What is monkeypox?
- Monkeypox is a rare disease caused by infection with a virus.
- There are no treatments just for monkeypox. However, vaccines and drugs used to help prevent and treat similar viruses can also work for monkeypox. Most people get better without medication.
- Monkeypox can cause a rash that may look like pimples or blisters. The rash will change and turn to scabs before healing. Sometimes, people get a rash first, then get other symptoms. Other people only get a rash. Symptoms usually appear 1-2 weeks after infection. Most infections last 2-4 weeks and get better without medication. It is a self-limiting disease and usually does not require hospitalization.
- Monkeypox does not spread easily between people but can spread from person to person through close contact.
- Monkeypox is zoonotic, meaning it can spread between animals and people.
Testing & Vaccine
- Testing is the best way to determine if an infection is monkeypox. Contact your healthcare provider if you have a new rash or have had close contact with someone who may have monkeypox.
- The Centers for Disease Control and Prevention do not recommend the monkeypox vaccine for the general public. The vaccine is available for people who have been exposed to monkeypox or are at high risk for exposure. Right now, Ohio has a very small supply of vaccines to help prevent monkeypox. The vaccine is being given to communities with the most cases to help limit the spread.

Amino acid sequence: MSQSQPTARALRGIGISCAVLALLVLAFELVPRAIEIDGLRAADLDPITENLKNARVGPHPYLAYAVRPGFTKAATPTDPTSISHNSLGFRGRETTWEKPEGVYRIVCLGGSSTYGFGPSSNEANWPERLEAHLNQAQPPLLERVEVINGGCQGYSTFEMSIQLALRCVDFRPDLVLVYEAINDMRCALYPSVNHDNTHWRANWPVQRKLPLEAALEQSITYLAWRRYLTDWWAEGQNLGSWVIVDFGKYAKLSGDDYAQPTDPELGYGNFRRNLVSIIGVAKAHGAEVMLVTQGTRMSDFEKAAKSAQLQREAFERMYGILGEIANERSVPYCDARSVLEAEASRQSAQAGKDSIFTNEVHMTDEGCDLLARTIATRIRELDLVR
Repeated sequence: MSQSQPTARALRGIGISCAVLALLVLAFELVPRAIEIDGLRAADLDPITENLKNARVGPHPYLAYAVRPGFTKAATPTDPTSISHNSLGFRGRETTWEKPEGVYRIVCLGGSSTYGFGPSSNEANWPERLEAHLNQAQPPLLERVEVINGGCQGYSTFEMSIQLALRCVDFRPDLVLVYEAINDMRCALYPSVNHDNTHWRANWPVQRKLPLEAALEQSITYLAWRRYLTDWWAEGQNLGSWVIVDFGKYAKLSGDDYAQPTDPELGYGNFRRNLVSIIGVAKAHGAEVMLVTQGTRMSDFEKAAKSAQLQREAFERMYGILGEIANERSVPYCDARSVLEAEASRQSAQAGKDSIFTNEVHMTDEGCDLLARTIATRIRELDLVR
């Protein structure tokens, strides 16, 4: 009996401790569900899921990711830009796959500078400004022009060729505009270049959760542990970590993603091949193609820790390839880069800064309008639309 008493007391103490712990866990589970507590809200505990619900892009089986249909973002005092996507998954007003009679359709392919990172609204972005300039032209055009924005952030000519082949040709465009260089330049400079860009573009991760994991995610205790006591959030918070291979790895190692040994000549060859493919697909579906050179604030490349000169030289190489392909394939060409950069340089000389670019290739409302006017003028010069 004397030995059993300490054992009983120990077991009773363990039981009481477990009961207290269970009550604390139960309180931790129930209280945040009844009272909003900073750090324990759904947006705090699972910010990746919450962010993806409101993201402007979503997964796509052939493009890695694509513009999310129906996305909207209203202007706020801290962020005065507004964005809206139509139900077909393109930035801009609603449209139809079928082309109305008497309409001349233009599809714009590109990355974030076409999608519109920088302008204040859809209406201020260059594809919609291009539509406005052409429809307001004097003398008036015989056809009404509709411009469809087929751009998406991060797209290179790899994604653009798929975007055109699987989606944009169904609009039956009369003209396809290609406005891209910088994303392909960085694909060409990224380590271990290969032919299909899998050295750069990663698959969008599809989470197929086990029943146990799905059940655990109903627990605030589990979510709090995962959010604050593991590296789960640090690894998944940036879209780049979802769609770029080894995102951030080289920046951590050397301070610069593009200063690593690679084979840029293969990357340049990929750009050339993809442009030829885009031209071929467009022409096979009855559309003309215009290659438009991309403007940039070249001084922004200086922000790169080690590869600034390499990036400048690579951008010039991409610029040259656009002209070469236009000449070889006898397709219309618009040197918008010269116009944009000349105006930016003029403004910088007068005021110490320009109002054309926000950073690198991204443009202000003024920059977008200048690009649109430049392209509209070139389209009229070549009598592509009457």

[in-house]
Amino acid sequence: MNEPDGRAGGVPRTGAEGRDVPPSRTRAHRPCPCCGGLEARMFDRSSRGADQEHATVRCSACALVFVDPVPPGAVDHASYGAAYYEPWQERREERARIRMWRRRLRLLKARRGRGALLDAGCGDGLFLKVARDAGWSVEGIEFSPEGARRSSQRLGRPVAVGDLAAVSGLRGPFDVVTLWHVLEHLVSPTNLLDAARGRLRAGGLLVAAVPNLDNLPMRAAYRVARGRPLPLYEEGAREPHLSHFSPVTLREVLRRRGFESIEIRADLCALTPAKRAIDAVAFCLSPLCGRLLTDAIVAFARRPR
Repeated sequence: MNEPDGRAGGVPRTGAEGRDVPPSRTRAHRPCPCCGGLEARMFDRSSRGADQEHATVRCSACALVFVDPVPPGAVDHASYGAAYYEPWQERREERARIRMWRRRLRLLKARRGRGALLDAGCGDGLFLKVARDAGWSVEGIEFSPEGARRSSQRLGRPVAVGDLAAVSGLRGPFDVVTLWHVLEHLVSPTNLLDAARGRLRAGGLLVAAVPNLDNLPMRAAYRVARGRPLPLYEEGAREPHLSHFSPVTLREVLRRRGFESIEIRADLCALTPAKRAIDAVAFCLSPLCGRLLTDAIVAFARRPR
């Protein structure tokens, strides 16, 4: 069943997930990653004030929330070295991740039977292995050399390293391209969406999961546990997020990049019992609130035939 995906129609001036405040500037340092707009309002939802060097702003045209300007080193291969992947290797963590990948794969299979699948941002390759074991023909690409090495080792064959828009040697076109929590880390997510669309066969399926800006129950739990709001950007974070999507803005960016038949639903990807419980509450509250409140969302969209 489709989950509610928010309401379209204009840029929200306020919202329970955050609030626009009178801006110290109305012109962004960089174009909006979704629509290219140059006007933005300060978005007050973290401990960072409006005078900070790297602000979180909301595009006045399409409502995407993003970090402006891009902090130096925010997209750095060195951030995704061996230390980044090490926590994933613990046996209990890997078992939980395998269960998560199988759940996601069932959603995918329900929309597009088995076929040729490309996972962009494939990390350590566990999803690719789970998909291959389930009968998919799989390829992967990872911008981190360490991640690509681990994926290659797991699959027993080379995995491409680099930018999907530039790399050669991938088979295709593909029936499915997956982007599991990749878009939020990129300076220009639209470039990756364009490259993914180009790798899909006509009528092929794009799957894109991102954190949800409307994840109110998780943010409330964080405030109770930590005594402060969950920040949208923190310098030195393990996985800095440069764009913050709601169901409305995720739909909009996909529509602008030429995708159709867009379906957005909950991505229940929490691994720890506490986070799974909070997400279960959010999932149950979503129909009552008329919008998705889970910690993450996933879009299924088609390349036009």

People should take the following steps to prevent getting monkeypox:
- Avoid close, skin-to-skin contact with people who have a rash that looks like monkeypox.
- Do not touch the rash or scabs of a person with monkeypox.
- Do not kiss, hug, cuddle, or have sex with someone with monkeypox.
- Do not share eating utensils or cups with a person with a monkeypox.
- Do not handle or touch the bedding, towels, or clothing of a person with monkeypox.
- Wash your hands often with soap and water or use an alcohol-based hand sanitizer.
- High-risk individuals include men who have sex with men. More considerations and information on how to message to the general public compared to the at-risk population is available in the attached from the Centers for Disease Control and Prevention.
For more information please visit the Ohio Department of Health website at https://odh.ohio.gov/media-center/feature-stories/monkeypox-faq-2022.